Published in DIY Week’s ‘Property Matters’ column
Are you budgeting for a change to your business rates liability from the 1st April 2012? If not, then you should be.
For the majority of ratepayers, their assessments are likely to increase in line with the Retail Price Index (RPI) as at September 2011 at 5.6%. However, for some, the increase could be as high as 25.6% where the liability is impacted by transitional relief (the so-called ‘cushioning’ to take into account variances in rateable values between the 2005 and 2010 Rating Lists). In what appears to be desperately unfortunate timing, this is set to be the highest increase since 1991/1992.
A general increase of 5.6% will, to many, seem grossly unfair. The application of annual increases based on September’s RPI has been the position since 1990. Some have called for the increases to be based on the annual averaged RPI, and not a single snapshot. Had this been applied then the increase would still be 4.6%. Alternatively a link with the Consumer Price Index would result in the increase being 5.2%. At a time when turnover for many businesses is static or reducing, margins are under increasing pressure and energy and other costs increasing disproportionately, for some this may well be the final nail in the coffin.
Under existing legislation, the increase of 5.6% is the maximum that could be applied. There is, however, a long established trend of the Treasury adopting the actual rate of RPI, rather than a lower figure as permitted. If the Government chose to freeze the uniform business rate, then the shortfall to the Treasury would be approximately £1.4 billion. These funds would then need to sourced from other revenue sources, such as VAT or through other tax rises. In my view this makes a freeze, or even a reduced percentage, being adopted unlikely.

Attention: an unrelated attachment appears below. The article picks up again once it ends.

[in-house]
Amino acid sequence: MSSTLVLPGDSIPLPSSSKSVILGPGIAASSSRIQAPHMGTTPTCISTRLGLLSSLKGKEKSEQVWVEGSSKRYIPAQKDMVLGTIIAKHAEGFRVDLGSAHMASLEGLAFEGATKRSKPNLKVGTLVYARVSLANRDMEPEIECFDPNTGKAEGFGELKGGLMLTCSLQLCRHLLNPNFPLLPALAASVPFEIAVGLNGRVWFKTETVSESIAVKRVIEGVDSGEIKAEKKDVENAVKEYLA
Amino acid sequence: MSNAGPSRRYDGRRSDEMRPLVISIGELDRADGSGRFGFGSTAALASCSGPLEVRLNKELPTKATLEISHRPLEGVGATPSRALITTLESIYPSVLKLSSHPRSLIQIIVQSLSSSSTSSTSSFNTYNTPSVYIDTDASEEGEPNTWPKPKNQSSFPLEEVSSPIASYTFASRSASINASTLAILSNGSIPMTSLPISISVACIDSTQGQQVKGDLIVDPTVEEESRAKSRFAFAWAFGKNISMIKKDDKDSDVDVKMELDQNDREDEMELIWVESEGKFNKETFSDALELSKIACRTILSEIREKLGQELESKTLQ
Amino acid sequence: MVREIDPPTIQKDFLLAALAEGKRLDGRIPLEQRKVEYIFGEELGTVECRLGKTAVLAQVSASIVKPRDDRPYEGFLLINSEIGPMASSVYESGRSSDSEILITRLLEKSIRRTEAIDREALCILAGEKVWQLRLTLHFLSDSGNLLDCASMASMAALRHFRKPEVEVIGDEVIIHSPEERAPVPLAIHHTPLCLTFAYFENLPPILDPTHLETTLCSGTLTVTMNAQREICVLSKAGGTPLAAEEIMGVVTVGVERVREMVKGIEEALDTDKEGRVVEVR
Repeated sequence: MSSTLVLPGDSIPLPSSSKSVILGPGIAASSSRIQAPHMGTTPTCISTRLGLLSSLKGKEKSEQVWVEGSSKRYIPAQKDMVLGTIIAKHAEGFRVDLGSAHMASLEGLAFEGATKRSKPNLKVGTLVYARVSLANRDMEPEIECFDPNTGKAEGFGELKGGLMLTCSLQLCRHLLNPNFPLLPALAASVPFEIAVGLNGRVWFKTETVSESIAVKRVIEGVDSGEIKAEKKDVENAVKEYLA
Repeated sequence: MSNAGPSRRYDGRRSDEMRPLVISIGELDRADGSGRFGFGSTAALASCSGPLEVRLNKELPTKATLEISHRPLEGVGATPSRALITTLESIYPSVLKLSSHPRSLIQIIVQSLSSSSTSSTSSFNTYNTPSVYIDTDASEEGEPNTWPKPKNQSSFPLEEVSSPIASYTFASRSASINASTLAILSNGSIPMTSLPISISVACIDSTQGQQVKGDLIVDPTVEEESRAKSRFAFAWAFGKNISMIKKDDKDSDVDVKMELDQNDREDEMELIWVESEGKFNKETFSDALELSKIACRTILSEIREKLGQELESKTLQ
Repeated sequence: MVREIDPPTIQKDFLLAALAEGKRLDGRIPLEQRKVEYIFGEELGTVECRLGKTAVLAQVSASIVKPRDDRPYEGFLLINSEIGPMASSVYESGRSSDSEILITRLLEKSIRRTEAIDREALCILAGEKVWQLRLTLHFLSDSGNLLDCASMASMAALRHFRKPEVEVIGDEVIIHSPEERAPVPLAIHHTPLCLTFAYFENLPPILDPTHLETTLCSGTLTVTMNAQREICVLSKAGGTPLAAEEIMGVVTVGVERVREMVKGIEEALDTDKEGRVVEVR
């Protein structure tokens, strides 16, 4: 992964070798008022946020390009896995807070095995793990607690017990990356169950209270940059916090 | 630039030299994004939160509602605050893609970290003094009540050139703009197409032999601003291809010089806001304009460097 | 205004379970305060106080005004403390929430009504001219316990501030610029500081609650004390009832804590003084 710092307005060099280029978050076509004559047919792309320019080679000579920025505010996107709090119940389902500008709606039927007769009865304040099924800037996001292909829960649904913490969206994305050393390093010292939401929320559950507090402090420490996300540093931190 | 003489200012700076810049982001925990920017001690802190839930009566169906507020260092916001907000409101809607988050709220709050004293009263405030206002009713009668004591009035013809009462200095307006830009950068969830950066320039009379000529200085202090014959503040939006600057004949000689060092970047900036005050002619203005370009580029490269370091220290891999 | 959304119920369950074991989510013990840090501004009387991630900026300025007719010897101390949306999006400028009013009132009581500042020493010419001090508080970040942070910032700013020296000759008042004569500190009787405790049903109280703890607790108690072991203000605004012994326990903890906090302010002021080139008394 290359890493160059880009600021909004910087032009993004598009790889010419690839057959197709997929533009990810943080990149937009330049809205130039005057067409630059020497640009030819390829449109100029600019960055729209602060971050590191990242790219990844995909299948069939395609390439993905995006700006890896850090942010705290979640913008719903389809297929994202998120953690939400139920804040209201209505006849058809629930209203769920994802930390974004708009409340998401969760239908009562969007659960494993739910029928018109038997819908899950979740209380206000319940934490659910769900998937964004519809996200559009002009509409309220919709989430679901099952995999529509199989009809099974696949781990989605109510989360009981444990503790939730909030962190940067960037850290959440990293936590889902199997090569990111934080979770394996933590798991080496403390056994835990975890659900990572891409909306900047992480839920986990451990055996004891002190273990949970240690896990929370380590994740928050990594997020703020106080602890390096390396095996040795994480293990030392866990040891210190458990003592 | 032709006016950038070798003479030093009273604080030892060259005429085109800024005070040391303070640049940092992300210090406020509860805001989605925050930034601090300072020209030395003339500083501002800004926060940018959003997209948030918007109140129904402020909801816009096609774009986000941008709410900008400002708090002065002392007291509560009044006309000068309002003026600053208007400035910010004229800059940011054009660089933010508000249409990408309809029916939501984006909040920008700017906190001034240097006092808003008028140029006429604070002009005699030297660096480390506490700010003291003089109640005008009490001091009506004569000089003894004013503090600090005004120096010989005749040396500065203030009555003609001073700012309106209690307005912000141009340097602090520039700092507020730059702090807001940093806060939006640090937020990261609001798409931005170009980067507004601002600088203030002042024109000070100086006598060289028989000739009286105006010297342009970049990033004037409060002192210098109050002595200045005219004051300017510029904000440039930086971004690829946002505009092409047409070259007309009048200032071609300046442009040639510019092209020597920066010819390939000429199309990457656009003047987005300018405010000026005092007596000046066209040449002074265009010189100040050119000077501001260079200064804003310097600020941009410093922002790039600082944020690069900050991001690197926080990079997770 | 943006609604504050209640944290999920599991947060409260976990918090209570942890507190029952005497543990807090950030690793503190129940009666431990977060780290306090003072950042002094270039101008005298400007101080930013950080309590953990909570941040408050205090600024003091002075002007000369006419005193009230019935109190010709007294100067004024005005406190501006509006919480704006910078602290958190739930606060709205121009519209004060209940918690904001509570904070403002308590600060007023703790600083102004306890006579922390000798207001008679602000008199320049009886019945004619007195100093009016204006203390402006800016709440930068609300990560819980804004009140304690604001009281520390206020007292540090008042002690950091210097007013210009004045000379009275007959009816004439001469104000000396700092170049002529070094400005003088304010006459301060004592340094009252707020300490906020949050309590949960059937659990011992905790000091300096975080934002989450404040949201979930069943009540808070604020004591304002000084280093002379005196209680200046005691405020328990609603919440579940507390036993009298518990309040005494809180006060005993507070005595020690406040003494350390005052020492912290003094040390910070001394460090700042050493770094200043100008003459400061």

So, can anything be done to mitigate the impact of your business rate liability? You may already have taken advice from a suitably qualified chartered surveyor and successfully appealed your rateable value.
Chancellor George Osborne recently confirmed that the Business Rates Deferment Scheme was to be repeated this year. This scheme allows the ratepayer to defer 60% of the increase to rates payable due from April 2012, the amount deferred has to then be repaid over the following two years. This scheme can hardly be described as generous, and in practice is likely to recruit few takers. The previous such scheme in 2009/2010 was a disaster. Billing Authorities failed to cope and ratepayers received erroneous demands for non-payment.
The issue is more fundamental than the annual increase based on RPI. The overall sums raised through business rates are disproportionate. Unfortunately, there is no real prospect of this being addressed in the near future as the Treasury is reliant on the levels of revenue raised, and for them business rates is too convenient a source, relatively easy to collect, and extremely difficult to avoid.